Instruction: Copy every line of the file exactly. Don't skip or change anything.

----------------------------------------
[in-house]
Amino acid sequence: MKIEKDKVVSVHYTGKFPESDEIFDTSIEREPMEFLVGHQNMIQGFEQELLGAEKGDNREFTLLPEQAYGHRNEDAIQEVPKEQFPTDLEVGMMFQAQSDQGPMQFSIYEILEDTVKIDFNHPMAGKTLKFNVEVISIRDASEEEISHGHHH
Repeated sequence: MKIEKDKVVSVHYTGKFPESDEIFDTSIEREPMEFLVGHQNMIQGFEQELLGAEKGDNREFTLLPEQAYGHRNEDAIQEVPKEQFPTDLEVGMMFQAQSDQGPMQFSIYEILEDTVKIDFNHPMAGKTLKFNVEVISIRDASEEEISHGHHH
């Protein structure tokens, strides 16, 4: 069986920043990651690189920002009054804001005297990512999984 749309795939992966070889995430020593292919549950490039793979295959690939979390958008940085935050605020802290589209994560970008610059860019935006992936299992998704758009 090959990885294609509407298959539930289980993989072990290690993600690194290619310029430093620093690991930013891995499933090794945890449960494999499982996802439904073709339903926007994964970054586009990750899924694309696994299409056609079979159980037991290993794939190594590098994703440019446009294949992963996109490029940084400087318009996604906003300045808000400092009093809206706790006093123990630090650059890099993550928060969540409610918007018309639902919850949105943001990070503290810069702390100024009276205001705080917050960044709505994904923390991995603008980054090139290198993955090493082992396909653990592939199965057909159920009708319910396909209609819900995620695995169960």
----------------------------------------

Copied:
[in-house]
Amino acid sequence: MKIEKDKVVSVHYTGKFPESDEIFDTSIEREPMEFLVGHQNMIQGFEQELLGAEKGDNREFTLLPEQAYGHRNEDAIQEVPKEQFPTDLEVGMMFQAQSDQGPMQFSIYEILEDTVKIDFNHPMAGKTLKFNVEVISIRDASEEEISHGHHH
Repeated sequence: MKIEKDKVVSVHYTGKFPESDEIFDTSIEREPMEFLVGHQNMIQGFEQELLGAEKGDNREFTLLPEQAYGHRNEDAIQEVPKEQFPTDLEVGMMFQAQSDQGPMQFSIYEILEDTVKIDFNHPMAGKTLKFNVEVISIRDASEEEISHGHHH
């Protein structure tokens, strides 16, 4: 069986920043990651690189920002009054804001005297990512999984 749309795939992966070889995430020593292919549950490039793979295959690939979390958008940085935050605020802290589209994560970008610059860019935006992936299992998704758009 090959990885294609509407298959539930289980993989072990290690993600690194290619310029430093620093690991930013891995499933090794945890449960494999499982996802439904073709339903926007994964970054586009990750899924694309696994299409056609079979159980037991290993794939190594590098994703440019446009294949992963996109490029940084400087318009996604906003300045808000400092009093809206706790006093123990630090650059890099993550928060969540409610918007018309639902919850949105943001990070503290810069702390100024009276205001705080917050960044709505994904923390991995603008980054090139290198993955090493082992396909653990592939199965057909159920009708319910396909209609819900995620695995169960």